"It is a wall."
Translation:Είναι ένας τοίχος.
I don't think so. Although είναι is a verb, I'm reasonably sure that you don't ever drop into accusative after using it (or any of its conjugations). A native speaker might want to explain a bit further though as I don't really know the actual reason why.
That's right. είμαι is not a transitive verb -- it's a copula, which joins a subject with a predicate that says something about that subject and refers to it.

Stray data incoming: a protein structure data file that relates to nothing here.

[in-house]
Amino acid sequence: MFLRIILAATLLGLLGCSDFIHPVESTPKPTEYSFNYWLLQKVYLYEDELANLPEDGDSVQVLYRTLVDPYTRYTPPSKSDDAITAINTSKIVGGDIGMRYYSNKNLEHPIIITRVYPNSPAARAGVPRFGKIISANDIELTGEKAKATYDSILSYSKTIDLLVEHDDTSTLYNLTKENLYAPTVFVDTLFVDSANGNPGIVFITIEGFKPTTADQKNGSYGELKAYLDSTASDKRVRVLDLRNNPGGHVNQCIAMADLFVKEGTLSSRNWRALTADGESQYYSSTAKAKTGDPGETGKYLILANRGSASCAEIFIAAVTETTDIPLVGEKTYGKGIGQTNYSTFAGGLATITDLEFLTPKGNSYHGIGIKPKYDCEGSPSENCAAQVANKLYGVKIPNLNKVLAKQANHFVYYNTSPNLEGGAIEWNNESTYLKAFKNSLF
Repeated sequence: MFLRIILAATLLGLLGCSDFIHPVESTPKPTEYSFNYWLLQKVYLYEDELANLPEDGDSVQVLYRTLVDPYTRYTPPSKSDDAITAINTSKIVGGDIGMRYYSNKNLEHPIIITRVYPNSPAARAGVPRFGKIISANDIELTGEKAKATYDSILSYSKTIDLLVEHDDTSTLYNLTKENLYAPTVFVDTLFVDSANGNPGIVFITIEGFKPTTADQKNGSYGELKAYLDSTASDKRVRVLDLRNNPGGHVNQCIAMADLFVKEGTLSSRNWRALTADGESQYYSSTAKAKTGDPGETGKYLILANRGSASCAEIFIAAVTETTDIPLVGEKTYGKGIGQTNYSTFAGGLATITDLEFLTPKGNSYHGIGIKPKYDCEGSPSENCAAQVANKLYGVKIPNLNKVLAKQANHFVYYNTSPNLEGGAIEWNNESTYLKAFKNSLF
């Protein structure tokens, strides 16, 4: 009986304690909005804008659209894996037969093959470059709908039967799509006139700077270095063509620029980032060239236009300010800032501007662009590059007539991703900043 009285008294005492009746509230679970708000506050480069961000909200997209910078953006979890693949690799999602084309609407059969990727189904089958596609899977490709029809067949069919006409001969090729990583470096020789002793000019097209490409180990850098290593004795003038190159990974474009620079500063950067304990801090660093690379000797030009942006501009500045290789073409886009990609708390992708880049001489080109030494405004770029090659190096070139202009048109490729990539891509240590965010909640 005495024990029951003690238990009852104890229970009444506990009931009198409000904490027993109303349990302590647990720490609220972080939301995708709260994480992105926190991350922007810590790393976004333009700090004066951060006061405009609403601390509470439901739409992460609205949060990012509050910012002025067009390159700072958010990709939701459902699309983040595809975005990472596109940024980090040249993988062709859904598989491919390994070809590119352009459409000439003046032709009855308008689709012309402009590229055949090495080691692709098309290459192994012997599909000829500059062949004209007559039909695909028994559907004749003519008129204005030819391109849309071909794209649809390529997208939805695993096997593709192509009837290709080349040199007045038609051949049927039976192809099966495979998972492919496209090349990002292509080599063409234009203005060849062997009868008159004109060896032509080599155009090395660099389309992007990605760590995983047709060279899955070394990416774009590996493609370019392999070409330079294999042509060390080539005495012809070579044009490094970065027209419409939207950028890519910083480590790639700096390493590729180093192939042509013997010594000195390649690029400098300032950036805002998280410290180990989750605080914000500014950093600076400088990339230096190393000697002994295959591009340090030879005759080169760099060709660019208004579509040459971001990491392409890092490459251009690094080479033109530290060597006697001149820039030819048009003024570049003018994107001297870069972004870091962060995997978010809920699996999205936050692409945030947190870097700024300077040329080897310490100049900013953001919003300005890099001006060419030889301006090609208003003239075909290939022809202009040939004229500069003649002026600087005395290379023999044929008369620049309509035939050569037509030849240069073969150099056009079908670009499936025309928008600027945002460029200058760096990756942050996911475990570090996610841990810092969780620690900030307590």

Since it's basically a form of "A = B", it makes a certain amount of sense that "A" and "B" are in the same case -- and that's indeed what happens in all of the languages I know (though I wouldn't be surprised if there are languages that violate this).
Rule of thumb: use nominative on both sides of είμαι.
Another verb which acts similarly is γίνομαι: Θέλω να γίνω γιατρός (not: γιατρό).